The discussion section covers your comments, interpretation, and deduction of the results regarding your hypothesis. Although the results and discussion sections may be merged in some papers, it is best to present them as distinct sections unless your tutor advises you differently.
Here, explain why you chose your method and either affirm or oppose the existing work in the field based on your findings. Also, delve into the reasons behind various phenomena and the approaches you would adjust to yield the intended results.
The data showed that there was a significant correlation between listening to fast, popular music and high scores on the spatial awareness test. Based on these findings, it appears that the percentage of questions correct on Newton and Bristoll´s Spatial Ability test was higher for participants exposed to a popular, high tempo song than any other type of music, and the control condition with no music.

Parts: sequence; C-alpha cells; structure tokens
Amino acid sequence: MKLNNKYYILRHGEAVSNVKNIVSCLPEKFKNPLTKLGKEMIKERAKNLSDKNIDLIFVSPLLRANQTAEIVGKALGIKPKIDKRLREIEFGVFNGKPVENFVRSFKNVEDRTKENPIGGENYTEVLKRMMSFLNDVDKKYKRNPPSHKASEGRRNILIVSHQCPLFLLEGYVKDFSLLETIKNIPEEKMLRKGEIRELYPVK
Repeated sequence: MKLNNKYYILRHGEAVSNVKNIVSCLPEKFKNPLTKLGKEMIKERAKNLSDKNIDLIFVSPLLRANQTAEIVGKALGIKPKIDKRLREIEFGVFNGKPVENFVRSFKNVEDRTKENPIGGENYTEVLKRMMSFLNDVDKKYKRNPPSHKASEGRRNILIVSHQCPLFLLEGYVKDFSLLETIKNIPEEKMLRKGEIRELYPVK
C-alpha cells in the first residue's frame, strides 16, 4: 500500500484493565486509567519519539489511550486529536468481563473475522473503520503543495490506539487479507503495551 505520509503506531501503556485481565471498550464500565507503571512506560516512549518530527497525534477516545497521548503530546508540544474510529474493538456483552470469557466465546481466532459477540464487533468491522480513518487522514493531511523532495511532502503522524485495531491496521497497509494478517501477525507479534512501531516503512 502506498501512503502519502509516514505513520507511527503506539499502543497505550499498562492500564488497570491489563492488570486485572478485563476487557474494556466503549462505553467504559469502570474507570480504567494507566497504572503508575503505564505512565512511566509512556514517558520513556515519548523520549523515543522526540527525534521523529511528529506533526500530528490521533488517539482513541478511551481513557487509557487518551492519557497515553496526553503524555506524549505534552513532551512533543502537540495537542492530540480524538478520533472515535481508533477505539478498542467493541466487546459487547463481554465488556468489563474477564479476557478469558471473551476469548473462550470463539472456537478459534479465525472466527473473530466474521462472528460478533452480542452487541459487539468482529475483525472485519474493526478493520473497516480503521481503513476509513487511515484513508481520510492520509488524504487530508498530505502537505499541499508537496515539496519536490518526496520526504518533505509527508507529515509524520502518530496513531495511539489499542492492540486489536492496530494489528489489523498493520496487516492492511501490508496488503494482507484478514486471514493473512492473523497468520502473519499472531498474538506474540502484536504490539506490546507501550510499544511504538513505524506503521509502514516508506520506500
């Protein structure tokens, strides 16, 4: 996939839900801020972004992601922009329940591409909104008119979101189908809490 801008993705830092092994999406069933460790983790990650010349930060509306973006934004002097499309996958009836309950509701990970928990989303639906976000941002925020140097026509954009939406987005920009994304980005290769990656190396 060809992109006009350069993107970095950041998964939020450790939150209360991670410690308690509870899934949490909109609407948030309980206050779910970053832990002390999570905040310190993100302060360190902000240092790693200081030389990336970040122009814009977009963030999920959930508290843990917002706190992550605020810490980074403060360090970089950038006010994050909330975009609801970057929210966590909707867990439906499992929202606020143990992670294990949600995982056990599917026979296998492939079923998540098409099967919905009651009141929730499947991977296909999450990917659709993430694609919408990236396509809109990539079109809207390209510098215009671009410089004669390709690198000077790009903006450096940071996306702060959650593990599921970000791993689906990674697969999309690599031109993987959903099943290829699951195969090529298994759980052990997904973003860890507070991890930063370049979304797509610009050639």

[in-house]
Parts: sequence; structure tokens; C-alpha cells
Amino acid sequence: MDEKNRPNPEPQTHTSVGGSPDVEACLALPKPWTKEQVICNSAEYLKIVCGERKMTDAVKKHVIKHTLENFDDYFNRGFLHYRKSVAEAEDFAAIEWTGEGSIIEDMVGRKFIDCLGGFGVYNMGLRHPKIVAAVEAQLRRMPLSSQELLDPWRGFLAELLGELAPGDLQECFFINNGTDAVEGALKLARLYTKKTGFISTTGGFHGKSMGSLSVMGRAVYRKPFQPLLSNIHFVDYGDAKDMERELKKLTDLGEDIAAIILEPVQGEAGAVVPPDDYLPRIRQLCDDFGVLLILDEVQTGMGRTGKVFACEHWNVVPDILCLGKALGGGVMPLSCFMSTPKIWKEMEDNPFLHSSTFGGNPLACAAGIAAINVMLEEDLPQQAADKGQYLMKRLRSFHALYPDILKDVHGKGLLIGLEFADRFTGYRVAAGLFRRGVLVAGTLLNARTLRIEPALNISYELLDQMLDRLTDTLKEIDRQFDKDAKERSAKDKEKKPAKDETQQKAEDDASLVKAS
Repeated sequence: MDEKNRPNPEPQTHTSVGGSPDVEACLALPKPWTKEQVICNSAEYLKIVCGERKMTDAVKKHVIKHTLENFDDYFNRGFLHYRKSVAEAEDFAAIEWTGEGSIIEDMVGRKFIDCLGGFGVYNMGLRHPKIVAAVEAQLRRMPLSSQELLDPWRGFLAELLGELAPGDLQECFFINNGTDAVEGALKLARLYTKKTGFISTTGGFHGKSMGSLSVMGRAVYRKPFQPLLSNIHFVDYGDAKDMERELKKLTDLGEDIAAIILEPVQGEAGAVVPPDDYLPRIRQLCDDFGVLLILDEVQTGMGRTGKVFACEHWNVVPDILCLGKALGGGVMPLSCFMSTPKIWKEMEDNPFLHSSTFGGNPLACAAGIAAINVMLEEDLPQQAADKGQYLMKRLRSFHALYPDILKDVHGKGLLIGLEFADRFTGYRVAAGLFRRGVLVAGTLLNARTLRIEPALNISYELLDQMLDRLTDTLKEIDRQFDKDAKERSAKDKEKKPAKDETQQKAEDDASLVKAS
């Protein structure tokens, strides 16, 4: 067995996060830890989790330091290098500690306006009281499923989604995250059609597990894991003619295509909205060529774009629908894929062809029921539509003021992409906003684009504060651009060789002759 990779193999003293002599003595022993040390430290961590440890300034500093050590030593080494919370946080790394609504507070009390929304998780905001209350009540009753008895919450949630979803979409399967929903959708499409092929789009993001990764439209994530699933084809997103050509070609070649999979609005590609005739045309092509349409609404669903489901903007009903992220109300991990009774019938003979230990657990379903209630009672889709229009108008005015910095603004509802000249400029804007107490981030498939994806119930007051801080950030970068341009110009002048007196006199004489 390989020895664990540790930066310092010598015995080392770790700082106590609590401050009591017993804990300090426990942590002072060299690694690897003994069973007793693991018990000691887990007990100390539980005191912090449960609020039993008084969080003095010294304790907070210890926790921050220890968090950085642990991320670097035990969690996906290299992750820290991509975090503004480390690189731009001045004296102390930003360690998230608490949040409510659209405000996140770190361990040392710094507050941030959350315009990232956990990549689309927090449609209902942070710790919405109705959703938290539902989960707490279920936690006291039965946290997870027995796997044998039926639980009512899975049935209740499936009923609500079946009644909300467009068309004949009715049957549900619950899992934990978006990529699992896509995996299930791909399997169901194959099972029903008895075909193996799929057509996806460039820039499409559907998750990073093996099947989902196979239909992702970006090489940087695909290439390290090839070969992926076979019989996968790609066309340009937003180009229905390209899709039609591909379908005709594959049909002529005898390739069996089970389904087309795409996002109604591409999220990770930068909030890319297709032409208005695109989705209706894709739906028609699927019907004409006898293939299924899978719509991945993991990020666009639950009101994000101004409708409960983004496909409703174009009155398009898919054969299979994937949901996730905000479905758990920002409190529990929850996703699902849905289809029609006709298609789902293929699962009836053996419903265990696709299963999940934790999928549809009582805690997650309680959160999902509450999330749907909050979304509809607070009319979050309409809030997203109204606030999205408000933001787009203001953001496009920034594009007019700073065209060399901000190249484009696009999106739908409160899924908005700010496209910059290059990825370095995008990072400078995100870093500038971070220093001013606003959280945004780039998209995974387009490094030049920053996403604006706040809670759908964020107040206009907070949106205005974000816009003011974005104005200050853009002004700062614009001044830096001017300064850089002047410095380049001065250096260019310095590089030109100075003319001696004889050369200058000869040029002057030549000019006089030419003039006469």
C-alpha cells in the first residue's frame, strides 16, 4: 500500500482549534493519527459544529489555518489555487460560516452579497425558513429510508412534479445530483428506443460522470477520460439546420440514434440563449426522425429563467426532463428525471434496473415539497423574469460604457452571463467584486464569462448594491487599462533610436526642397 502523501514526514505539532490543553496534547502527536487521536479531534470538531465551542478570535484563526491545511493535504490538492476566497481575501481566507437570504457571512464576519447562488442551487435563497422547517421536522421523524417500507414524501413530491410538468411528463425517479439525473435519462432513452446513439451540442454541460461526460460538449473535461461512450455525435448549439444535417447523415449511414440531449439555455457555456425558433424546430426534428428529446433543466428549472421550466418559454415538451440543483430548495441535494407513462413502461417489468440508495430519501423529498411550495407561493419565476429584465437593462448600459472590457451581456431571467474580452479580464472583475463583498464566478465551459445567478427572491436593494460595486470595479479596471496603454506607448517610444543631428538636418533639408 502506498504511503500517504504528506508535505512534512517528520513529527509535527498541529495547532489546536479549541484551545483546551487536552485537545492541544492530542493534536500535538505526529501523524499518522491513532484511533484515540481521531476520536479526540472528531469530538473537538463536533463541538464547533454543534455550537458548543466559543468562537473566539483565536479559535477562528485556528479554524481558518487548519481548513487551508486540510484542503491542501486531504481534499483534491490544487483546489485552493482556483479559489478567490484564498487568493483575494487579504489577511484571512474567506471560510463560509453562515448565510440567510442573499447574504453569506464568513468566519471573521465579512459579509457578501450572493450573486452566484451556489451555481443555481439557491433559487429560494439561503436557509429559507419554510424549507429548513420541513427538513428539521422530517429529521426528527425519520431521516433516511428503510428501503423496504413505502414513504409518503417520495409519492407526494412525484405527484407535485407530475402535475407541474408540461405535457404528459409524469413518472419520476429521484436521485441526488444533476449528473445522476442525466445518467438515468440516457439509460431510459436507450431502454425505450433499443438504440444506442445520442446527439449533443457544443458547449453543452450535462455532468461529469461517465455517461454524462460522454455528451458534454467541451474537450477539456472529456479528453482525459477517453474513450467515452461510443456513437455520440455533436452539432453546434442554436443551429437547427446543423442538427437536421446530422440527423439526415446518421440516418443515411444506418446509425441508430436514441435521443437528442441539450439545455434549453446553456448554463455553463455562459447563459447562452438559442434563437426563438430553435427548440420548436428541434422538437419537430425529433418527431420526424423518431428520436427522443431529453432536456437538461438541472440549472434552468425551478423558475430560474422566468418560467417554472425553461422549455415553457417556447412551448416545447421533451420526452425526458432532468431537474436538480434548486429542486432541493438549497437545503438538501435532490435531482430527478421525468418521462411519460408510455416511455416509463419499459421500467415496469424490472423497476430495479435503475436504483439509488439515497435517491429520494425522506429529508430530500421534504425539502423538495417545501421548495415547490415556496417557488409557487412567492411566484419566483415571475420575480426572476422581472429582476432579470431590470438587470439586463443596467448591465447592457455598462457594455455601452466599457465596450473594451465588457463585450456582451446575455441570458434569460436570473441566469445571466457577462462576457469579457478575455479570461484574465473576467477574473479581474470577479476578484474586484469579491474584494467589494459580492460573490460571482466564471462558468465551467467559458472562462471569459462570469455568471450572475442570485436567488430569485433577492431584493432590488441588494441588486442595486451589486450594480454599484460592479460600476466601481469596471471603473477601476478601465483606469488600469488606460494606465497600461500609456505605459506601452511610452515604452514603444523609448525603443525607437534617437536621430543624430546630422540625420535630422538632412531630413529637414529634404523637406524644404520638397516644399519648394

Previous studies have shown that listening to music has a positive effect on spatial reasoning. Rauscher, Shaw and Ky (1993) have participants the spatial reasoning subsection of the Stanford-Binet IQ test after the were assigned to one of three listening conditions: the Sonata for Two Pianos in D major, K. 448, verbal relaxation instructions, and silence. A temporary improvement in spatial reasoning was shown in the Mozart condition, and this improvement was henceforth called the Mozart effect. This study aimed to assess whether other types of music can have a positive effect on this variable, and similar results were shown.
Other previous studies have shown similar effects of classical music. Gromko and Poorman (1998) found that listening to classical music had a positive effect on spatial reasoning in participants as young as three. Interestingly, researchers have also found this effect to be true of any music that is energetic and contains positive emotional qualities. Raucher and Hinton (2006) found that a participant´s score on a spatial reasoning test was likely to improve in any case where the listener enjoys the music. These results are in line with the findings of the current study: it can be assumed that the participants enjoyed listening to the popular songs more than the unpopular ones, and as such we see evidence of a strong effect for energetic songs that people enjoy listening to, as in the Raucher and Hinton study (2006).